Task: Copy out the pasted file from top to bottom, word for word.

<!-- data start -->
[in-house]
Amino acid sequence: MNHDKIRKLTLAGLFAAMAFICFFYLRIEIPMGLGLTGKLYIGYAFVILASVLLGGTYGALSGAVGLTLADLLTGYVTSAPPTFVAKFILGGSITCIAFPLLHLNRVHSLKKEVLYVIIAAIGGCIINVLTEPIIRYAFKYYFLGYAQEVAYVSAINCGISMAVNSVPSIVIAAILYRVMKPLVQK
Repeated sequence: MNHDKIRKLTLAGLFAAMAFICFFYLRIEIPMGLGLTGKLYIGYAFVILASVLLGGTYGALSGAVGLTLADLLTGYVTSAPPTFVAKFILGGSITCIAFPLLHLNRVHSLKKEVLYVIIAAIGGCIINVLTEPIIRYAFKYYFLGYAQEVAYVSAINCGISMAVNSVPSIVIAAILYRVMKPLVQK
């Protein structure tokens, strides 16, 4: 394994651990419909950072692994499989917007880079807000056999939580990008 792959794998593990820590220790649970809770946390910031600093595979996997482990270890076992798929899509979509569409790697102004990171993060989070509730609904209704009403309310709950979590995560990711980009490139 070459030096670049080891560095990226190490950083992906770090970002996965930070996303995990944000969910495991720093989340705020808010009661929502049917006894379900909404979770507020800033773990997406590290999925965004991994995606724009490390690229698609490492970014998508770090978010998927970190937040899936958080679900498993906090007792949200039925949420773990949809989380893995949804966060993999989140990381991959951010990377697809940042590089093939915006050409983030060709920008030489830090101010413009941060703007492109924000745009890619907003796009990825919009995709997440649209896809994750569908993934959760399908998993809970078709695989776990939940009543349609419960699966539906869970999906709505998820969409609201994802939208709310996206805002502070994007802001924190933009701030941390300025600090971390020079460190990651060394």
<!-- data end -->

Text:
[in-house]
Amino acid sequence: MNHDKIRKLTLAGLFAAMAFICFFYLRIEIPMGLGLTGKLYIGYAFVILASVLLGGTYGALSGAVGLTLADLLTGYVTSAPPTFVAKFILGGSITCIAFPLLHLNRVHSLKKEVLYVIIAAIGGCIINVLTEPIIRYAFKYYFLGYAQEVAYVSAINCGISMAVNSVPSIVIAAILYRVMKPLVQK
Repeated sequence: MNHDKIRKLTLAGLFAAMAFICFFYLRIEIPMGLGLTGKLYIGYAFVILASVLLGGTYGALSGAVGLTLADLLTGYVTSAPPTFVAKFILGGSITCIAFPLLHLNRVHSLKKEVLYVIIAAIGGCIINVLTEPIIRYAFKYYFLGYAQEVAYVSAINCGISMAVNSVPSIVIAAILYRVMKPLVQK
């Protein structure tokens, strides 16, 4: 394994651990419909950072692994499989917007880079807000056999939580990008 792959794998593990820590220790649970809770946390910031600093595979996997482990270890076992798929899509979509569409790697102004990171993060989070509730609904209704009403309310709950979590995560990711980009490139 070459030096670049080891560095990226190490950083992906770090970002996965930070996303995990944000969910495991720093989340705020808010009661929502049917006894379900909404979770507020800033773990997406590290999925965004991994995606724009490390690229698609490492970014998508770090978010998927970190937040899936958080679900498993906090007792949200039925949420773990949809989380893995949804966060993999989140990381991959951010990377697809940042590089093939915006050409983030060709920008030489830090101010413009941060703007492109924000745009890619907003796009990825919009995709997440649209896809994750569908993934959760399908998993809970078709695989776990939940009543349609419960699966539906869970999906709505998820969409609201994802939208709310996206805002502070994007802001924190933009701030941390300025600090971390020079460190990651060394």